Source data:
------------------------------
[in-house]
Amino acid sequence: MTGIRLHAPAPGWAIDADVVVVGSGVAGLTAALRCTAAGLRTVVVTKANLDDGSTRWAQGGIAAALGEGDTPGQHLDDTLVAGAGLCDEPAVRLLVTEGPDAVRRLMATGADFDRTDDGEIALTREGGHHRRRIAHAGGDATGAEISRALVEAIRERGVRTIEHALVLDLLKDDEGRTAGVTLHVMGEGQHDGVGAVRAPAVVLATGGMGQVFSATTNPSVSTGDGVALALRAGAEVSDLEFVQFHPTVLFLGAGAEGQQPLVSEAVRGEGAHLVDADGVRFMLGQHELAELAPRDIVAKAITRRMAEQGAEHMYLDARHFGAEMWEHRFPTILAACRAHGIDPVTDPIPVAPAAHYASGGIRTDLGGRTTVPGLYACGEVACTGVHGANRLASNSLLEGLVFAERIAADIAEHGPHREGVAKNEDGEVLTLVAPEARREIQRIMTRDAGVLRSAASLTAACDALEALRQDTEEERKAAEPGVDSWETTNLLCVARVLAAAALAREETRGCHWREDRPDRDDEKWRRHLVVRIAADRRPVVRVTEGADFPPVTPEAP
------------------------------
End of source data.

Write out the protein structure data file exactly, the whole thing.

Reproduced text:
[in-house]
Amino acid sequence: MTGIRLHAPAPGWAIDADVVVVGSGVAGLTAALRCTAAGLRTVVVTKANLDDGSTRWAQGGIAAALGEGDTPGQHLDDTLVAGAGLCDEPAVRLLVTEGPDAVRRLMATGADFDRTDDGEIALTREGGHHRRRIAHAGGDATGAEISRALVEAIRERGVRTIEHALVLDLLKDDEGRTAGVTLHVMGEGQHDGVGAVRAPAVVLATGGMGQVFSATTNPSVSTGDGVALALRAGAEVSDLEFVQFHPTVLFLGAGAEGQQPLVSEAVRGEGAHLVDADGVRFMLGQHELAELAPRDIVAKAITRRMAEQGAEHMYLDARHFGAEMWEHRFPTILAACRAHGIDPVTDPIPVAPAAHYASGGIRTDLGGRTTVPGLYACGEVACTGVHGANRLASNSLLEGLVFAERIAADIAEHGPHREGVAKNEDGEVLTLVAPEARREIQRIMTRDAGVLRSAASLTAACDALEALRQDTEEERKAAEPGVDSWETTNLLCVARVLAAAALAREETRGCHWREDRPDRDDEKWRRHLVVRIAADRRPVVRVTEGADFPPVTPEAP